Let's examine any known side effects that you may experience when taking Tribulus Terrestris on its own or as part of a larger supplement ingredients formulation.
Looking through medical references and so forth, there really doesn't appear much to worry about in the way of risks or negative side effects, if you're a man. There were some warnings to women who are pregnant, because there may be some issues with tribulus affecting fetal development.
There also do not appear to be any negative interactions you need to be aware of when combining TT with other herb supplements or food.
Finally, WebMD had a few things to watch for when it came to interactions with possible medications.
But tribulus may interact with certain medications. It may increase the effect of certain heart and blood pressure medicines, such as:
If you are taking diabetes medications, tribulus might decrease your blood sugars to dangerously low levels. It may also increase the effect that steroids have on your body.Be sure to tell your doctor about any you're taking, even if they're natural. That way, your doctor can check on any potential side effects or interactions with medications, foods, or other herbs and supplements. He or she can let you know if the supplement may be risky for you.
Assuming a 60% saponin extract: 450 mg per day. This is the most common dosage especially for improved libido and sexual function. However, according to Examine.com, if you're not taking a concentrated form, and you're just taking the basic root powder, then you should adjust to 5g-6g a day.
It's best to take it for 9-12 weeks, and then take a break for 2-4 weeks. Then after that break, if you want to start back up again, then you should be able to do so without any problem.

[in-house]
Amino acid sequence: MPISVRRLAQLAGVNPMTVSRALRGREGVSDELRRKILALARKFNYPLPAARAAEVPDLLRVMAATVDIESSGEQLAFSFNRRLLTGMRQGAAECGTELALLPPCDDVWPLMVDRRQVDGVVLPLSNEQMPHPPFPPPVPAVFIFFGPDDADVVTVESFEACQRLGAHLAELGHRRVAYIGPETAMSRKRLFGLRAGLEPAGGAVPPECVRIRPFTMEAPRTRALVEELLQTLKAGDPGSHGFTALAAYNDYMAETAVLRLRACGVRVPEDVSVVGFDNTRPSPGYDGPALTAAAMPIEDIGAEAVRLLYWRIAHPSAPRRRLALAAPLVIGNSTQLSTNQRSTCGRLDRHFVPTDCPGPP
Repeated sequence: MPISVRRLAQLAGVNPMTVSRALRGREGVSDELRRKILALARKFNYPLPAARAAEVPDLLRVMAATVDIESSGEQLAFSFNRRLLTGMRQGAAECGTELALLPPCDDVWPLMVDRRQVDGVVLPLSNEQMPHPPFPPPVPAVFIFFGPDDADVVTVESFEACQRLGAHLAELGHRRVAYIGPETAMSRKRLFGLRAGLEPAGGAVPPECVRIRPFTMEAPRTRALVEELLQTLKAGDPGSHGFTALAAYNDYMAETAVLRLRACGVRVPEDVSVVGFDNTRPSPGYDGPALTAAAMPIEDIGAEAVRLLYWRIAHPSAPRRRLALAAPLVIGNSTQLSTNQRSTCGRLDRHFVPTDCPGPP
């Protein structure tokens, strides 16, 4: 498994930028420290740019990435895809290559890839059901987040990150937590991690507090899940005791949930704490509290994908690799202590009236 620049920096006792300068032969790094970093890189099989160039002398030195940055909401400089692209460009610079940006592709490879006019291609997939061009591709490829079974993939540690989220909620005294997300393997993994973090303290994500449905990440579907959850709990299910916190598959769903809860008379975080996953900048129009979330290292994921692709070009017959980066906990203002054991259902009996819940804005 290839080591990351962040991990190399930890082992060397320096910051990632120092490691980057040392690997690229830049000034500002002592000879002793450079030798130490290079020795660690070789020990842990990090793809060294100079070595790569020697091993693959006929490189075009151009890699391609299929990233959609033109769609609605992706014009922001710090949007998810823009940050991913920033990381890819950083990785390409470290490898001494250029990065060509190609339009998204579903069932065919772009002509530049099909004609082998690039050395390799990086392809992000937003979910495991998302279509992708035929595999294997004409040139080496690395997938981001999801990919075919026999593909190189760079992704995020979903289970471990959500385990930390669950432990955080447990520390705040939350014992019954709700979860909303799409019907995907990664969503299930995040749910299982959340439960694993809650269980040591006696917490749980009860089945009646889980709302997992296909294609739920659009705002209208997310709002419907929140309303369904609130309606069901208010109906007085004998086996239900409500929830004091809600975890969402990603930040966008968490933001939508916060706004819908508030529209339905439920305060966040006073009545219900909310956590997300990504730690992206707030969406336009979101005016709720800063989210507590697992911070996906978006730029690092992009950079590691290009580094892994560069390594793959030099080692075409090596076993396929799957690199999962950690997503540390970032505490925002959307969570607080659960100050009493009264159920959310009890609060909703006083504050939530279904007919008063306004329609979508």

For continued long term use, we recommend taking in the cycle of 9-12 weeks on and 2-4 weeks off.
If you're looking for a supplement or ingredient that is proven to boost or increase your testosterone levels, Tribulus Terrestris is NOT what you want. There is not enough scientific proof that TT raises testosterone or LH in humans. Not only that, there are numerous studies (presented in this article) that show that Tribulus Terrestris has no positive effect on testosterone or LH levels.
However, we have also seen that TT has plenty of health benefits that make it an extremely attractive supplement to take on its own as as part of an overall ingredients formulation.
We also have seen that some of the benefits of Tribulus go hand-in-hand with many of the sought after benefits of increased testosterone that men are seeking - like increased libido, better erections, better sperm quantity and quality, etc.
All in all, we are big fans of Tribulus as a complementary ingredient to be included with core test boosting ingredients or as a supplement on its own for the health benefits it can provide.
Below - Testogen has 300 mg of Tribulus Terrestris and it's one of our Top 3 Testosterone boosters of the year!
When it comes to increasing your testosterone naturally, you need to take a multi-faceted approach. You need to make changes in your exercise, your dietary choices, your lifestyle choices, and your environment. Together all these things will create a powerful and measurable INCREASE in your T levels - and it's all done naturally! One of the easiest and most potent ways to really make a change in your T is by supplementing with a proven testosterone booster. It's got to have at least 8-12 scientifically proven test boosting ingredients, high potent dosages (all listed), and it's got to have great market and customer reviews! All those check mark boxes are checked with our Top 3 Winners of this year! Just pick the one that fits your needs best!